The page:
Here is a Jamboard to introduce volume and units of volume. (See photo at very bottom for making a copy to edit.)

The students start with building an animal pen and shading in the space inside. The hands on approach and connection to prior knowledge of a fenced in area for animals sets the stage for actual measurement units in subsequent slides.

The photos below show how students will count out meters and square meters, adding a formal layer to the fence they built previously.

The following slide provides an entry point to understanding volume and units for volume. The students count out cubes, building on the counting of meters and square meters. The cubes were created using WORD Paint 3D. Here is an article I used to create these. For the grid that is tilted, I used functions on WORD – see this document. (I could have used Paint again.) I then show them the prism that is created but I am not discussing shapes yet to keep the focus on the concept of volume.

I then have students recreate the volume using NCTM’s Illuminations activity called Cubes.

Finally, I show examples of volume and move from cubic units to liters (litres – as I was initially teaching this lesson to a 5th grade class in India).

The Jamboard incorporates scaffolded handouts. The compare problems has two separate scaffolded sections. The first is to unpack the concepts of difference and compare, followed by writing a math sentence.

Here is an introduction to solving equations using a Jamboard (see photo at very bottom for how to make a copy). A seesaw is used to unpack the concept of an equation as two sides that are equivalent. The box is used to unpack the concept of a variable representing an unknown number (or oranges in this context). The form of a solution for an equation is established, with students revising to create other solutions.

Students are then provided a couple slides to match seesaw representations with actual equations. The matching provides a scaffold to support the connection between representations.

Then the seesaw and box representation is used to unpack the steps. Students are provided the steps as written directions on how to model the given solving steps with the seesaw.

The students are then provided the equation and seesaw representation, along with the solving steps provided as moveable pieces. Students slide pieces and move seesaw objects to make the connection between the two. Here is a link to a previous post with these handouts.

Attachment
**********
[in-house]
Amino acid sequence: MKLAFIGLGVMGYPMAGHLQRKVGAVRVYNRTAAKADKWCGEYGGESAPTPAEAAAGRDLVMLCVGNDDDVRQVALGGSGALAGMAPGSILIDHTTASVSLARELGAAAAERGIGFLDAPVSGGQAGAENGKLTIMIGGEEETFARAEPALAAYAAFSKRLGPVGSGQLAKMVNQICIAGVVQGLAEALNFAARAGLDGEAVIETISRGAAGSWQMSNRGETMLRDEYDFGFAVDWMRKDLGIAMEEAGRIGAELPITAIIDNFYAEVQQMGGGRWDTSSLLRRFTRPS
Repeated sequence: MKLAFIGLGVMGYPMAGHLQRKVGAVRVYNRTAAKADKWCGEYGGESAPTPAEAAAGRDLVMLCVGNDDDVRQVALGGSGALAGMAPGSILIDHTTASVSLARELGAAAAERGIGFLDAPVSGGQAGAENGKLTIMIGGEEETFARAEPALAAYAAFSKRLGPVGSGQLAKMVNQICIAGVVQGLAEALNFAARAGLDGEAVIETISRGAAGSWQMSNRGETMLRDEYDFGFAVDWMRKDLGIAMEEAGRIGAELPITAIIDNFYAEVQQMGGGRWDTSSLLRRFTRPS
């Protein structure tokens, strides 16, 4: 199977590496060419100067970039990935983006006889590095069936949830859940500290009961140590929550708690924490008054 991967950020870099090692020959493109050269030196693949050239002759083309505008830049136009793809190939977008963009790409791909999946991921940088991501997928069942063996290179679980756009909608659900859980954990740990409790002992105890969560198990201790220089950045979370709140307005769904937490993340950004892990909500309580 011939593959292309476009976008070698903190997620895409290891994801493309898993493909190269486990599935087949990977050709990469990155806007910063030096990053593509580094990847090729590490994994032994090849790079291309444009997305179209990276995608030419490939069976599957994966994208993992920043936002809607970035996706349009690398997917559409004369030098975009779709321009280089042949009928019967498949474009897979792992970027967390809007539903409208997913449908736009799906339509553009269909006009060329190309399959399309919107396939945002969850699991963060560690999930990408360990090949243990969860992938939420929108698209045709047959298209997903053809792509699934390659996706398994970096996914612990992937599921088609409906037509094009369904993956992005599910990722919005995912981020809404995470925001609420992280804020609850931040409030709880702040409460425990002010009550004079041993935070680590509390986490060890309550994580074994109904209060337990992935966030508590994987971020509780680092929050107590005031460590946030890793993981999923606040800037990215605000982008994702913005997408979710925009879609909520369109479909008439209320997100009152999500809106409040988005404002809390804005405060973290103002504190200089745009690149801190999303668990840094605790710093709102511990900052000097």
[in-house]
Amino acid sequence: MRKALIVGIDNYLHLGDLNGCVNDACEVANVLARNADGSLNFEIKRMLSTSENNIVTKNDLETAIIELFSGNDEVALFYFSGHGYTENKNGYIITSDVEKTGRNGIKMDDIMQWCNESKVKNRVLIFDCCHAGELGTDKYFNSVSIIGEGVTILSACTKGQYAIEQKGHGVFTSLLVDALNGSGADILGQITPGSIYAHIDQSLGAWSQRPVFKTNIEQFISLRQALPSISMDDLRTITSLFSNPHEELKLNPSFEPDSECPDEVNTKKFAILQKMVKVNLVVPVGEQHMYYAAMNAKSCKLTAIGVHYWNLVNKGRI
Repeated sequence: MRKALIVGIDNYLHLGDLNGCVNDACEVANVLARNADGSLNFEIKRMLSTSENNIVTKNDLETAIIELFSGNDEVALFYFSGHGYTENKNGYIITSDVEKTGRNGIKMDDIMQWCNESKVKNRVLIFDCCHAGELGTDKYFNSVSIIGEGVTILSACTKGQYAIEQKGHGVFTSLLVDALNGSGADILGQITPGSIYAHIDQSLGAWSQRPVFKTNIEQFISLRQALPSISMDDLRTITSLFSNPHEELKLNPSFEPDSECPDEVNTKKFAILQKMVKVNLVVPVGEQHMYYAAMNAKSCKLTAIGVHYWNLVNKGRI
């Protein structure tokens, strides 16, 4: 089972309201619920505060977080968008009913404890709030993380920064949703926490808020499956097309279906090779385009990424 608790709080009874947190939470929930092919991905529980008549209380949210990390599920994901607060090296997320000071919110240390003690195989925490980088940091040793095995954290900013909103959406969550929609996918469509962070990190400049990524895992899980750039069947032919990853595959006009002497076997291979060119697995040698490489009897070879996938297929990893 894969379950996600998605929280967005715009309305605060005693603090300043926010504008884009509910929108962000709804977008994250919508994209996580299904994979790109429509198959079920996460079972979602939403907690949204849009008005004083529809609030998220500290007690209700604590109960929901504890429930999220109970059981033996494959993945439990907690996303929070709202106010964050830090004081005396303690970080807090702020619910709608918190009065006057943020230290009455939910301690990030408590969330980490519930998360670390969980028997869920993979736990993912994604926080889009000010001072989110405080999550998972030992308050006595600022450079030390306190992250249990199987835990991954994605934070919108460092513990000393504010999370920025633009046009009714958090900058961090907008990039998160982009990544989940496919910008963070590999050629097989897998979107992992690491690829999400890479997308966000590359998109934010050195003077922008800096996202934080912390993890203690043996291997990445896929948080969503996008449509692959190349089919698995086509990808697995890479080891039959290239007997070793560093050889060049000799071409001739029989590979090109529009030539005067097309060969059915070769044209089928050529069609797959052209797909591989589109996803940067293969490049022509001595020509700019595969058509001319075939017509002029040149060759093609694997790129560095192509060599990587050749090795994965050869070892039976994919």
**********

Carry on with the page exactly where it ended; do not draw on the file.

Finally, students are given the equation and tasked with completing all of the steps including the initial set up. This slide can be copied with new equations entered for additional practice (including having the variable on the right or writing the number before the variable (e.g., 5+m=8).

Here is a matching activity on a Google Slides file for various multiplication word problems and matching groups of items. The students use gallery view of the slides and sort them to match. Then they can change the background color with a different color for each word problem and groups. This allows them a visual to represent the problem and an opportunity to analyze the components of the word problems. Slide 2 shows a template of an editable group of objects to allow you to create additional slides.

Here is a Google Slide file for student to create their own groups.

Here is a matching activity on a Google Slides file for various representations of a set of linear functions: verbal, symbolic (equation), graphical, and tabular (or data). The students use gallery view of the slides and sort them by function. Then they can change the background color with a different color for each function. This invokes their analytical skills to decipher key elements of the function and of each representation, for example they may identify the value of the y-intercept in the equation and find a graph with the same value.

Below are images of artifacts I created for work on factors and Multiples. The first is a Jamboard (you make a copy and then edit). The second is a handout to introduce factors and multiples. Here is a Superteachersworksheets has these Venn Diagrams problems on handouts.

I had an interesting discussion through a Facebook post recently regarding concepts vs skills. I want to share some information I have gathered regarding this topic. I do so, because there were a substantial number of teachers advocating for skill based learning. I hope to initiate some meaningful discussion.

Below left is a photo of an information processing model presented in a graduate level course on learning I took at UCONN. A key element I want to highlight is that information is more effectively processed if the information is meaningful. A theory behind this is Gestalt Theory in which the brain want to make information meaningful or organize it, e.g., the closure model in which our brains complete the triangle in the middle of the circle portions.

The meaning underlying math skills originates in the concepts. Below are the definitions for both, with the concepts being the “how or why” underlying the skills which are the “what to do” part.